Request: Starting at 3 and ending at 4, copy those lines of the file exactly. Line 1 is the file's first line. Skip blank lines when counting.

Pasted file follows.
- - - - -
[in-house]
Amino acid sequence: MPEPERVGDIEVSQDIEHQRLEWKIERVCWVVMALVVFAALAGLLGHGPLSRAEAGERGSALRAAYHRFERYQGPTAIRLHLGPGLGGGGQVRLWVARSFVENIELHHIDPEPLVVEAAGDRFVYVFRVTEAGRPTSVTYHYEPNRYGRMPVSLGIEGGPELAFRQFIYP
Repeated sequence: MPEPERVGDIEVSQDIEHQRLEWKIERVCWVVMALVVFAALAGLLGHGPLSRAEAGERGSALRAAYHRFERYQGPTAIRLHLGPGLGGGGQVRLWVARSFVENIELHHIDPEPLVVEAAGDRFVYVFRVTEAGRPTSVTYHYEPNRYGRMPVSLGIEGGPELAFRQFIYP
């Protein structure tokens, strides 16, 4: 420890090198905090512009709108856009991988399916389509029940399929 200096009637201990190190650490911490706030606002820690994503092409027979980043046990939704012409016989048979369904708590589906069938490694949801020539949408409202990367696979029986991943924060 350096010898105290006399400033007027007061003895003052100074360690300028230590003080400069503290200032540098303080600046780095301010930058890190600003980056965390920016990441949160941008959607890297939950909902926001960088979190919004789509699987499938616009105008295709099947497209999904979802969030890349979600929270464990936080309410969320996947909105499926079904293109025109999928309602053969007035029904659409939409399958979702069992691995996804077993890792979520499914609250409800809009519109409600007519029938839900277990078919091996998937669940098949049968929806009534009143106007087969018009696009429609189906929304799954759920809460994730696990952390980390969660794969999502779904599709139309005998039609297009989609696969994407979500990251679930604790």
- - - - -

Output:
Repeated sequence: MPEPERVGDIEVSQDIEHQRLEWKIERVCWVVMALVVFAALAGLLGHGPLSRAEAGERGSALRAAYHRFERYQGPTAIRLHLGPGLGGGGQVRLWVARSFVENIELHHIDPEPLVVEAAGDRFVYVFRVTEAGRPTSVTYHYEPNRYGRMPVSLGIEGGPELAFRQFIYP
């Protein structure tokens, strides 16, 4: 420890090198905090512009709108856009991988399916389509029940399929 200096009637201990190190650490911490706030606002820690994503092409027979980043046990939704012409016989048979369904708590589906069938490694949801020539949408409202990367696979029986991943924060 350096010898105290006399400033007027007061003895003052100074360690300028230590003080400069503290200032540098303080600046780095301010930058890190600003980056965390920016990441949160941008959607890297939950909902926001960088979190919004789509699987499938616009105008295709099947497209999904979802969030890349979600929270464990936080309410969320996947909105499926079904293109025109999928309602053969007035029904659409939409399958979702069992691995996804077993890792979520499914609250409800809009519109409600007519029938839900277990078919091996998937669940098949049968929806009534009143106007087969018009696009429609189906929304799954759920809460994730696990952390980390969660794969999502779904599709139309005998039609297009989609696969994407979500990251679930604790």